So, it was the same size as CGPoint, but a different struct name, which was enough to create an ABI incompatibility. You could opt into the new typedef for 32-bit by using NS_BUILD_32_LIKE_64.




Re: Difference between NSPoint, NSSize, NSRect and the CG Versions

Quincey Morris
 

On Aug 31, 2017, at 14:07 , Steve Christensen <punster@...> wrote:

Regarding NSPoint, I see it defined as

typedef CGPoint NSPoint;

so its x and y fields will be CGFloats.

Opening up a macOS project and looking at the definition of NSPoint, I see:

#if __LP64__ || TARGET_OS_EMBEDDED || TARGET_OS_IPHONE || TARGET_OS_WIN32 || NS_BUILD_32_LIKE_64

typedef CGPoint NSPoint;


#else

typedef struct _NSPoint {
    CGFloat x;
    CGFloat y;
} NSPoint;


#endif

So, it was the same size as CGPoint, but a different struct name, which was enough to create an ABI incompatibility. You could opt into the new typedef for 32-bit by using NS_BUILD_32_LIKE_64.



Re: Getting class when instantiating a singleton

Steve Christensen
 

On Aug 30, 2017, at 2:44 PM, Alex Zavatone <zav@...> wrote:

On Aug 30, 2017, at 4:40 PM, Steve Christensen <punster@...> wrote:

That's "instance = [self new];", right? :)

Yes.  

I’m trying this out to see if this is valid.  

From the headers for NSObject.h;
+ (instancetype)new OBJC_SWIFT_UNAVAILABLE("use object initializers instead");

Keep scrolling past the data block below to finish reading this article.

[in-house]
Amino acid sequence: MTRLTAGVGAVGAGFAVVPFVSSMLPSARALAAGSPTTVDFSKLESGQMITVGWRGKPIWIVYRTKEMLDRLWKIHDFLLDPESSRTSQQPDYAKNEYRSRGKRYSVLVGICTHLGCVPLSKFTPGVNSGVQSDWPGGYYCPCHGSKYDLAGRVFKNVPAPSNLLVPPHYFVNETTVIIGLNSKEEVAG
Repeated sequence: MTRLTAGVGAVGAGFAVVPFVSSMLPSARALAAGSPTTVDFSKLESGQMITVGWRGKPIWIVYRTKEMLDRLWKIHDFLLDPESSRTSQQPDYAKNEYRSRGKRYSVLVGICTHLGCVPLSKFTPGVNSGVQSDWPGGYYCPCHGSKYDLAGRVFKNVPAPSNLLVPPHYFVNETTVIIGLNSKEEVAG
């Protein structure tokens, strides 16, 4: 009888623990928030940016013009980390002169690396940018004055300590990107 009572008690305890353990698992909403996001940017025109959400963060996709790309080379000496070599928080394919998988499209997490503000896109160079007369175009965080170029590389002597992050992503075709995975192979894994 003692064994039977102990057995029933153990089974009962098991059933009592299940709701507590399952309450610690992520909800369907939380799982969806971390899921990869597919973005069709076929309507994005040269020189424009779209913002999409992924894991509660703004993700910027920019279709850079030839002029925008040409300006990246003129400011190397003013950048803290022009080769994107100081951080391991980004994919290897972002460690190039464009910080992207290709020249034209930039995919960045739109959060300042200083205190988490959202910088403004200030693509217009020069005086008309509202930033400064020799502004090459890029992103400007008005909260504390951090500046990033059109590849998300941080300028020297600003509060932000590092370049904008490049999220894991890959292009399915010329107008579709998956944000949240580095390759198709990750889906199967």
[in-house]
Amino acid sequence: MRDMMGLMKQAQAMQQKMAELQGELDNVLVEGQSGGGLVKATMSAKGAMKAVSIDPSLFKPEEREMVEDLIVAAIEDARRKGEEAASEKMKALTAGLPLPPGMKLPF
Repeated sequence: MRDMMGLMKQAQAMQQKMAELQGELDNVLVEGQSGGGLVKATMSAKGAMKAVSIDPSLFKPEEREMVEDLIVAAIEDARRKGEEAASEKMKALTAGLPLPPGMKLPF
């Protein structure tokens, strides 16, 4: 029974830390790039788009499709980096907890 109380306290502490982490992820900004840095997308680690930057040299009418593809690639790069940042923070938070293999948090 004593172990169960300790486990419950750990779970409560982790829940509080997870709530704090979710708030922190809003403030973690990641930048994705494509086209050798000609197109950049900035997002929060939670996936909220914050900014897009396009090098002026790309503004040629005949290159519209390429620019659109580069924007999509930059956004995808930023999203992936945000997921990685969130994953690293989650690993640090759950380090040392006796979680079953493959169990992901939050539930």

Sure, why not, at least for Obj-C? The method description says, "Allocates a new instance of the receiving class, sends it an init message, and returns the initialized object."

And I checked out NSObject.mm at <https://opensource.apple.com/source/objc4/objc4-532/runtime/NSObject.mm.auto.html> and the method implementation looks like this...

+ (id)new {
    return [[self alloc] init];
}

...which sure looks a lot like the description.


Re: Difference between NSPoint, NSSize, NSRect and the CG Versions

Steve Christensen
 

Here are the definitions copied from my iOS SDK headers. The types/sizes for CGFloat and NS[U]Integer track the 32-/64-bit architecture used to build a particular executable.

typedef CGFLOAT_TYPE CGFloat;

#if defined(__LP64__) && __LP64__
# define CGFLOAT_TYPE double
#else
# define CGFLOAT_TYPE float
#endif

#if __LP64__ || (TARGET_OS_EMBEDDED && !TARGET_OS_IPHONE) || TARGET_OS_WIN32 || NS_BUILD_32_LIKE_64
typedef long NSInteger;
typedef unsigned long NSUInteger;
#else
typedef int NSInteger;
typedef unsigned int NSUInteger;
#endif


Regarding NSPoint, I see it defined as

typedef CGPoint NSPoint;

so its x and y fields will be CGFloats.


On Aug 31, 2017, at 12:39 PM, Quincey Morris <quinceymorris@...> wrote:

On Aug 31, 2017, at 12:19 , Jens Alfke <jens@...> wrote:

I don't see how they could be incompatible if they're the same size.

I don’t remember the exact details either, but one issue is that there are places in the Obj-C runtime/metadata/whatever where the @encode string of a method signature matters, and some similar same-size, same-representation types are represented by different letters in the string. This could mean that although method parameters and return values were bit-for-bit identical, the type encoding made the methods incompatible.

One particular example I remember, unrelated to this thread’s topic, is that in 64-bit, NSUInteger encoded to “Q” (quad-word, i.e. long long) not “L” (long). Both types were 8 bytes, and NSUInteger was even typedef’ed to long (IIRC), but “L” was never used in that architecture.

The NSPoint/CGPoint thing was something like that. IIRC, NSPoint used float, and CGPoint used CGFloat, and those @encoded differently for some reason.